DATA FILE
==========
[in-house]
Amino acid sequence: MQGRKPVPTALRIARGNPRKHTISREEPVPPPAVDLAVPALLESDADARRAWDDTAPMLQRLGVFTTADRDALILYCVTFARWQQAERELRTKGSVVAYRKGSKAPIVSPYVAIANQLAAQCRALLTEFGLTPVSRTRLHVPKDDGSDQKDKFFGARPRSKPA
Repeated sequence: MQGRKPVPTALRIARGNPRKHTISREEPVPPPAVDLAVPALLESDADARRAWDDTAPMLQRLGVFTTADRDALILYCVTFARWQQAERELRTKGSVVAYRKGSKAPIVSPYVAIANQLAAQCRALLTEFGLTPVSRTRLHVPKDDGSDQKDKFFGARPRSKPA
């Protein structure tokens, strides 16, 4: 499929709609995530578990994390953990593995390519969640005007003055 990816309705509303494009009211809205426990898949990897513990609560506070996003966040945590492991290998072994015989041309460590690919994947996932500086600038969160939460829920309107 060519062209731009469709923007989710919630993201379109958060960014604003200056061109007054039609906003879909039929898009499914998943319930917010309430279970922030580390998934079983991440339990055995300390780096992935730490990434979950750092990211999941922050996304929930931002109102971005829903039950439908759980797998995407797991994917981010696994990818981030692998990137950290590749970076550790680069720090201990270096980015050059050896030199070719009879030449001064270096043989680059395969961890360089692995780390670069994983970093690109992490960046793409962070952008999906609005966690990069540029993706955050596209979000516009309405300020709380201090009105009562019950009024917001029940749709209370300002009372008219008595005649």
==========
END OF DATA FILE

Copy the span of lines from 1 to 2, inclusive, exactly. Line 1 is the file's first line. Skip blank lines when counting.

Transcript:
[in-house]
Amino acid sequence: MQGRKPVPTALRIARGNPRKHTISREEPVPPPAVDLAVPALLESDADARRAWDDTAPMLQRLGVFTTADRDALILYCVTFARWQQAERELRTKGSVVAYRKGSKAPIVSPYVAIANQLAAQCRALLTEFGLTPVSRTRLHVPKDDGSDQKDKFFGARPRSKPA